A high-profile crowdfunding effort for Open Streets PDR that has been shared by many tech leaders on social media has now raised over $18,000 to “fight LA gridlock.”
But until the people sitting alone in their cars tapping away at their apps realize that they are the gridlock, nothing will change.
Because the only way these tech leaders could truly solve LA’s traffic problems—including reducing LA’s traffic deaths, and tackling climate change—is by helping as many people as possible take public transit. Or feel safer riding bikes. Or, on a larger scale, live closer to work.
The Silicon Valley-based tech companies like Google and Facebook that have offices in Silicon Beach already know how well traditional public transit works. It’s the most efficient and effective form of moving large numbers of people through cities—that’s why they started their own bus systems for their own employees. They run massive private shuttle networks throughout the Bay Area (and in many other cities as well, including some in LA). They know how to get tens of thousands of people to work on time in one of the most congested regions in the country, and they know how to do it really well.
Tech companies have mastered the art of designing transportation choices that serve a self-selecting handful of people. Imagine if they focused that energy on solutions that served LA’s greatest public interest? It’s been a battle just to get Uber and Lyft to share their data with the city. Now there’s talk about adding a citywide surcharge to ride-hailing trips that could help subsidize transit options.
These powerful corporations should also be better neighbors. When transit isn’t accessible, these huge companies become massive gridlock-generators, especially when cities refuse to add new housing for employees. Besides financially rewarding employees who don’t drive with incentives, tech companies should be required to fund new transit solutions that benefit the neighborhoods they occupy. The city of Commerce taxes its two biggest property owners in order to fund a free transit system that connects to local rail lines, for example.
Tech companies have also invented one of the best tools for getting around cities: The smartphone. We are in a golden age of trip planners, mapping services, and real-time data sharing, all of which have made it easier than ever to ride buses and trains. Any app that claims to “end traffic” should include showing users how to take transit instead of driving. It’s been proven: If you give people good data and good tools to help them ride, more people will make the switch to transit, even if service isn’t dramatically improved.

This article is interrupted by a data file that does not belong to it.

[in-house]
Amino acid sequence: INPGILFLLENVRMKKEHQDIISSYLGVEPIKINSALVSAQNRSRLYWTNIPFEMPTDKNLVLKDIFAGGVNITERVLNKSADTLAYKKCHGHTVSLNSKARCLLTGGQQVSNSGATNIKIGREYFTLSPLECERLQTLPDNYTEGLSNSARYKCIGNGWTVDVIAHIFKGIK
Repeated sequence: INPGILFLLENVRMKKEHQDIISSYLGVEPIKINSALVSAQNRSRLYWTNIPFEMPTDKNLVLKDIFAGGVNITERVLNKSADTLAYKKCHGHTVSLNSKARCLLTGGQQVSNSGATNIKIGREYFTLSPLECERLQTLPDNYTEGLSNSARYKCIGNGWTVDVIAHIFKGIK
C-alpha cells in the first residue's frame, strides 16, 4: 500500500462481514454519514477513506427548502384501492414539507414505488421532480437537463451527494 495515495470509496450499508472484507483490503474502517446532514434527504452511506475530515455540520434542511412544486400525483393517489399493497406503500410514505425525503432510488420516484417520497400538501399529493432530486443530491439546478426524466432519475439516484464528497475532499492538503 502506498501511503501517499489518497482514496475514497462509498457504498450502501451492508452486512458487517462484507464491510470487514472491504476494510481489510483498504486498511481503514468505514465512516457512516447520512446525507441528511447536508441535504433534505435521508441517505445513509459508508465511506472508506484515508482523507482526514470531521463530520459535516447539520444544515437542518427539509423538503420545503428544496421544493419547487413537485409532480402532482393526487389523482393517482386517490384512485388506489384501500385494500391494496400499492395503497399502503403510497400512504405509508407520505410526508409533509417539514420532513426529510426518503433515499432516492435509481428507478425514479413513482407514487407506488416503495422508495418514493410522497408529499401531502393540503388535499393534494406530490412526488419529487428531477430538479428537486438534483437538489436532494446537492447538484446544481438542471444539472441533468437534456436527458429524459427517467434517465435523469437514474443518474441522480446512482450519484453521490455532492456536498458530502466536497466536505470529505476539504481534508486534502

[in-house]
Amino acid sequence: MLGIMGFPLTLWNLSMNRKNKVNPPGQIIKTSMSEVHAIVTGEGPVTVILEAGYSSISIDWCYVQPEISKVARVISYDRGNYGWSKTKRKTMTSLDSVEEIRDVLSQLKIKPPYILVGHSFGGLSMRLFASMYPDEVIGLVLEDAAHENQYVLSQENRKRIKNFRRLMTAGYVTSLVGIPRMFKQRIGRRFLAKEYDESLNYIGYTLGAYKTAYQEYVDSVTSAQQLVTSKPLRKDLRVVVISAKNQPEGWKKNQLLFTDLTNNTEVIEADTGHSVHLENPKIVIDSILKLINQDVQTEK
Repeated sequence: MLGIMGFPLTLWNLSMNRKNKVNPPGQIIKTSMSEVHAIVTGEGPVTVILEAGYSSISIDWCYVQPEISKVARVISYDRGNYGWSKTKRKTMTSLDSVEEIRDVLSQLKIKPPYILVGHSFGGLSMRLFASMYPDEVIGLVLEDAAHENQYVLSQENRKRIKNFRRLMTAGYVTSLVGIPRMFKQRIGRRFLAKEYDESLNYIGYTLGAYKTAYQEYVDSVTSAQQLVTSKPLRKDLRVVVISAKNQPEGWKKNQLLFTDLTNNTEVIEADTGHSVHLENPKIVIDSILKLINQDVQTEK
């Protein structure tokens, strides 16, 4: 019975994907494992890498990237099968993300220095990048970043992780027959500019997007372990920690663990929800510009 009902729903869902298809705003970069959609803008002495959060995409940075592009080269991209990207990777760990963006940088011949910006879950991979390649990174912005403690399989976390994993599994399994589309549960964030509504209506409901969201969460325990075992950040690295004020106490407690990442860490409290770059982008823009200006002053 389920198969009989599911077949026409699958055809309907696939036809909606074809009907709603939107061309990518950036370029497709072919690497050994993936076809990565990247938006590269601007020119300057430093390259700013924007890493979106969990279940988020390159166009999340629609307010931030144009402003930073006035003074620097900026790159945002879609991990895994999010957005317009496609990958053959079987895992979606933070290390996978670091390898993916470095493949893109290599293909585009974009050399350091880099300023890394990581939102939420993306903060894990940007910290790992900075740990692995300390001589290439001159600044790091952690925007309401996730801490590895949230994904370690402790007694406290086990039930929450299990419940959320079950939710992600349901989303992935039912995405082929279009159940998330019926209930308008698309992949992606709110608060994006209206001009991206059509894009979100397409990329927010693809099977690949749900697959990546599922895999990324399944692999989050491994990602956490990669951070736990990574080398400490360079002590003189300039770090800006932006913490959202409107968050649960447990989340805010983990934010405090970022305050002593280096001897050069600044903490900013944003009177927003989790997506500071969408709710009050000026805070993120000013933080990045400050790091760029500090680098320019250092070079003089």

LA actually has quite a few tech companies working hard on improving the city’s public transit experience. There’s the Go LA trip-planning app developed by Conduent (formerly Xerox) that allows riders to compare their transit options by cost, time, and environmental impact. Electric bus startup Proterra is opening a factory in the City of Industry. There are 300 smart bus shelters with real-time information by Syncromatics set to roll out this year and Wi-Fi is being added to buses. There are even other types of transportation options funded by the city, including Blue LA, the new car-sharing program that recently launched in Westlake, and a dozen successful bike share systems throughout the county backed by startups like Social Bicycles and B-Cycle.
All the data being collected and shared by those companies can help LA plan future transit expansions, especially with the funding boost expected from Measure M—but only if people actually use the public transportation options we have now.
In Seattle last month, the bus drivers suddenly started to notice hundreds of new passengers on their routes, all with identical backpacks, heading to work at the same time each morning and leaving at around the same time every night. It was the first week of Amazon’s summer internship program, and the new riders were the company’s interns. There were so many of them taking transit that Seattle had to change the bus schedules to accommodate them. If a single tech company can do this in Seattle, our local tech industry could come together to do the same thing here in LA.
Instead of mocking LA’s public transportation while claiming the threat of long commutes will somehow drive away future startups, tech leaders need to leverage the power of their own industry to get behind the city’s proven solution for tackling traffic. It’s not Waze Carpool, it’s not a Lyft Shuttle, it’s not whatever Elon is digging up next—it’s championing our own public transit systems.